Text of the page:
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Stocks poised to rise, reversing two-day selloff

What's behind the stock market sell-off?
What's behind the stock market sell-off? 02:14

U.S. shares look set to rise on Friday, which would reverse a two-day selloff that sparked fears of a prolonged market decline

Dow Jones Industrial Average futures rose 246 points before the open of trading, indicating shares are likely to rise when trading begins at 9:30 a.m. Eastern time. Futures for the S&P 500 and the tech-heavy Nasdaq also rose, indicating the gains are likely to be widespread following an uptick in global stock indexes.

Investors are hoping that President Donald Trump and his Chinese counterpart, Xi Jinping, will meet at the Group of 20 summit next month, potentially easing trade tensions between the two economic powers. At the same time, investors are watching key earnings reports from banks such as J.P. Morgan Chase, which on Friday said earnings jumped 24 percent, driven by a lower tax rate and higher income from a boost in interest rates. 

Around 10 percent of the companies on the broader S&P 500 index, including Citibank and Morgan Stanley, will report their third-quarter performances soon, which could tip sentiment either way.

The two-day swoon wiped more than 1,300 points from the Dow Jones Industrial Average over two days and dragged the benchmark S&P 500 index down more than 5 percent. The VIX index, which measures how worried traders are about a decline in stocks, climbed Thursday to its highest level since February, when the S&P last had a correction, or a 10 percent drop.

Return of market volatility 

Experts say this new eruption of market volatility should not be surprising, especially after the long stretch of relative calm investors have enjoyed.

"Volatility is back and it may require more active strategies on the part of investors to pursue their long-term goals," said John Lynch, chief investment strategist at LPL Research. "Volatility is also not to be feared, but embraced, as varying data points will cause bouts of market anxiety. But remember that fundamentals are still strong."

Over the summer, traders set aside worries about the escalating U.S.-China trade dispute and instead focused on more encouraging developments: solid economic growth and record corporate earnings. It helped that stocks were on the rise — the S&P 500 hit an all-time high just four weeks ago.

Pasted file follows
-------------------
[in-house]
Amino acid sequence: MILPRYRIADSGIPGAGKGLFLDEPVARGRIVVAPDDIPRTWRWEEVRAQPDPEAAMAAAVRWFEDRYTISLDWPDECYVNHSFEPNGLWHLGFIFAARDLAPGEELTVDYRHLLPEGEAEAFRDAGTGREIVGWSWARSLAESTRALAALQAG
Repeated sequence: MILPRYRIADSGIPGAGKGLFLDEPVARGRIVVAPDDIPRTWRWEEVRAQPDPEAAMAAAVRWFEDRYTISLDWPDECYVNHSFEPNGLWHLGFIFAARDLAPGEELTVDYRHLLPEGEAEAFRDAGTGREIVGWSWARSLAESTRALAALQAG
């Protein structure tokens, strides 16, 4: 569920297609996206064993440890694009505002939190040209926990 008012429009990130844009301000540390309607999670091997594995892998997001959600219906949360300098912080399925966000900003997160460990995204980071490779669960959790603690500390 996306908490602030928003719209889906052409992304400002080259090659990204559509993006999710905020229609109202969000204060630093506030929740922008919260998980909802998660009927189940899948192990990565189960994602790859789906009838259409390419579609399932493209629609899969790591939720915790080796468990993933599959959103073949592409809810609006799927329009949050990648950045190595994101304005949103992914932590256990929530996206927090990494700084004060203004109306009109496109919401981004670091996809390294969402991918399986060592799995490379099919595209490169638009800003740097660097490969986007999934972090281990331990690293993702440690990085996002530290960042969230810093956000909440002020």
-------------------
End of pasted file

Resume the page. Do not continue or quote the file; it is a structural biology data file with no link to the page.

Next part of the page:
China's surplus defies tariffs 

The country's trade surplus with the United States grew to a record $34.1 billion in September, customs data showed. It marked a jump of 13 percent over a year earlier, defying rising U.S. tariffs on Chinese goods.

"China's trade has yet to feel the brunt of tariffs," Freya Beamish, chief Asia economist with Pantheon Macroeconomics, said in a note.

Chinese exports to the U.S. increased, although the growth was slower than in August. Imports of U.S. goods grew too, but at a slower pace. Overall, the data was a healthy snapshot in the face of punitive tariffs.

Separately, the U.S. Treasury is due to release a currency report that some analysts suggest might change the official stance on China's exchange rate policy.

Interest rates spook investors

The economy is indeed quite strong by many measures — consumer spending is growing, unemployment is low and manufacturing surveys are near record levels. And many experts say that is more important than the market's daily ups and downs.

So what's behind this week's market freefall?

Investors have grown concerned about a recent, steep drop in U.S. government bond prices and an ensuing upward move in bond yields, which makes bonds more attractive relative to stocks. The market is also worried about rising interest rates, which tend to climb on expectations of future economic growth and inflation and can increase costs for business — slowing growth and dampening corporate profits.

"There's some concern that third-quarter earnings could be maybe a little bit less robust than they were in the second quarter and there could be more pressure on profit margins," said Willie Delwiche, investment strategist at Baird.

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